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Government morality
Posted by: McQ on Wednesday, October 18, 2006

Other than method, tell me the difference between these two events.

This:
In the sharpest attempt yet to curb Internet gambling by Americans, the U.S. House of Representatives voted today to ban financial payments to offshore casinos.

On a vote of 317-93, lawmakers approved legislation that would force banks and credit card companies to cut off payments to the estimated 2,300 gambling sites located outside of U.S. jurisdiction.

The Unlawful Internet Gambling Enforcement Act of 2006 H.R. 4411 also updates the 1961 Wire Act, which currently outlaws sports wagering over the telephone, to cover all forms of online gambling from sports wagering to poker sites.
And this:
Venezuela’s president has a new public enemy: beer trucks.

President Hugo Chavez said Tuesday he is fed up with seeing beer trucks sell alcohol directly on the streets of poor neighborhoods.

“It’s the degeneration of society. It’s one of the causes of public drunkenness in the slums,” he said as he declared he was putting a ban on the beer runs.

“As of today, I want the National Guard to stop the beer trucks and take them to the nearest command post. No more trucks,” he said in a televised speech.
And for "the-Democrats-are-the champions-of-civil-liberties" crowd, note the numbers in the House.

Yup, the nanny-state survives under many guises and formats, but in the end it is a bunch of people who think they have the right to dictate how you should live and what you should and shouldn't be able to do with your property. And in that regard, we're not much better than Hugo Chavez, are we?
 
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I agree especially as our government has been stealing elections longer than Chavez has....

Of course, it’s not the Nanny State McQ or the nanny State alone... I would imagine Bally’s, Harrah’s and a HOST of Indian tribes all supported this legislation and made substantial contributions to various campaigns. Internet Gambling threatens THEM, so rather than just focusing on the L/libertarian Civil Rights issue, you MIGHT also examine the straight old, down and dirty, "Follow the Money" Rent Seeking Paradigm too.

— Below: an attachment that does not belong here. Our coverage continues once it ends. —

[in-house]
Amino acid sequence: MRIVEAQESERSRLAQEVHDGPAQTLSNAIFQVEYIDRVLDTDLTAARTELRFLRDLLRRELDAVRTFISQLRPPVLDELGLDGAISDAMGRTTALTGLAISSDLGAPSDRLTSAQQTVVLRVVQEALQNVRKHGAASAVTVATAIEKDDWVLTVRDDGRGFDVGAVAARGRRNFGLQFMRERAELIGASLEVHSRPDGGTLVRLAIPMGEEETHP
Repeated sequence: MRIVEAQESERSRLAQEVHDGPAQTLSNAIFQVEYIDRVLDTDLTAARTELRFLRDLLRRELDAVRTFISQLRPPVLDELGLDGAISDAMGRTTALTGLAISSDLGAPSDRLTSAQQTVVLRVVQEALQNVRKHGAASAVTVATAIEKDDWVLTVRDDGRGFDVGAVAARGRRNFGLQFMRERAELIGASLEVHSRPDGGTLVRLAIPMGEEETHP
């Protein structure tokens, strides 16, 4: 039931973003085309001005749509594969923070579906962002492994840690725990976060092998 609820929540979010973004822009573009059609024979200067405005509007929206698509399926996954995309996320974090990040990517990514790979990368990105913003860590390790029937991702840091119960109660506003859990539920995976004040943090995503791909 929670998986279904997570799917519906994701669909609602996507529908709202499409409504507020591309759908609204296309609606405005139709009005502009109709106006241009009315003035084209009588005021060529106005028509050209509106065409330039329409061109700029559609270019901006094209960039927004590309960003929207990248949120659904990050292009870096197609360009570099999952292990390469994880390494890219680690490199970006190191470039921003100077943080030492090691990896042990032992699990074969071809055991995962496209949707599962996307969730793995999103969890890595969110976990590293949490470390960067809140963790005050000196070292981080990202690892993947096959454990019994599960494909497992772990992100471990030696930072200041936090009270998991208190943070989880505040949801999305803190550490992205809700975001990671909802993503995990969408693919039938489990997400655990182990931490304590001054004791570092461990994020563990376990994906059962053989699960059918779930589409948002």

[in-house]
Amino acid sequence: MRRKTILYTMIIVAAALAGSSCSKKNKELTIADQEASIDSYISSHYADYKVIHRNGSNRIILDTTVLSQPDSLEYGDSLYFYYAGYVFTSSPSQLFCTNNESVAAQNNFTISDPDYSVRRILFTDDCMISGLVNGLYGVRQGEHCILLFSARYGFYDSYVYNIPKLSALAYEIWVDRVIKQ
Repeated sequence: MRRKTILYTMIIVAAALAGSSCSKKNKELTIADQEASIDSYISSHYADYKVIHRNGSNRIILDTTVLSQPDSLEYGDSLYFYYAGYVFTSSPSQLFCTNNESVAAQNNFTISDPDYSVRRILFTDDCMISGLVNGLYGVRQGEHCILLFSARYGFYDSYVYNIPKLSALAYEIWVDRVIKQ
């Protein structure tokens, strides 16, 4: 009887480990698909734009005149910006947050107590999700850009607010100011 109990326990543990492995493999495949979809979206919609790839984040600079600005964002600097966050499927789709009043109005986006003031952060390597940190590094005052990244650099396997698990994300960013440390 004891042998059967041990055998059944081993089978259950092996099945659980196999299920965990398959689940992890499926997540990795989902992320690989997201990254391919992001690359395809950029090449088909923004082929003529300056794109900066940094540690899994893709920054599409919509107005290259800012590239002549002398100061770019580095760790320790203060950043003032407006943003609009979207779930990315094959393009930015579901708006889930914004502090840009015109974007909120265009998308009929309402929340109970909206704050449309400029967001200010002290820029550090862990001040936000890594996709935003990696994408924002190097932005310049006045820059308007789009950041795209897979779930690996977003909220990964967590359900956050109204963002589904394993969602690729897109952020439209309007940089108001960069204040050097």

Written By: Joe
URL: http://
And for "the-Democrats-are-the champions-of-civil-liberties" crowd, note the numbers in the House.
Where there is no “champion-of-civil-liberties”, one must note that if the Dem’s were in charge, this bill would probably not have passed, or even introduced.
Democrats Ayes – 115, Nays – 76
Republicans Ayes – 200, Nays – 17
Seventeen Republican “Nays”. Just pathetic.
No doubt that if the Dem’s were in charge, we would have a nanny of some other stripe.

And I’m especially pissed about this one.
I knew that the Hoakies wouldn’t cover the spread.

Also, I have a tip on this bitch in the third, down at the Gulf Greyhound Race Park. And if I wasn’t hobbled with a foot injury, I would be able to collect my winnings in person. But now, I am missing the sure thing.

Come on #7… Daddy needs a new pair of orthopedic open toed slip-ons.
 
Written By: PogueMahone
URL: http://
I would imagine Bally’s, Harrah’s and a HOST of Indian tribes all supported this legislation and made substantial contributions to various campaigns. Internet Gambling threatens THEM
I was under the impression that internet gambling (especially p0ker) caused an increase in the popularity of the activities and thus benefited the traditonal gambling venues.

Aside from that, I’m curious as to how the government is going to enforce this bill.
 
Written By: err
URL: http://
I believe that the bill was a sub-part of a Republican security bill, rather than a straight up and down vote. Obviously, puritanic morality has been a driving factor in both parties, coming through the fundamentalists on the rights and the women’s movement, which started in temperance on the left.

Much of this is silly though. One thing that we all know is that Blue states, which tend to be Democratic, like California and Maryland, are generally less restrictive on issues like medical marijuana, pornography, gambling and other such vices. Unlike its blue neighbor to the south, Maryland has a generally free market in sales of alcohol and even permits sales on Sunday, and has approved a medical marijuana bill.

These differences would probably be even more stark, were it not for the common practice, I believe started by the Democrats in the 1980’s, of tieing funds to specific state laws and thereby strong-arming states into polices such as raising the minimum drinking age and lowering the blood alcohol level for DWI. The GOP at one time, decried such tactics, but now employs them with gusto. Meet the new boss, worse than the old boss....
 
Written By: william
URL: http://
I was under the impression that internet gambling (especially p0ker) caused an increase in the popularity of the activities and thus benefited the traditonal gambling venues.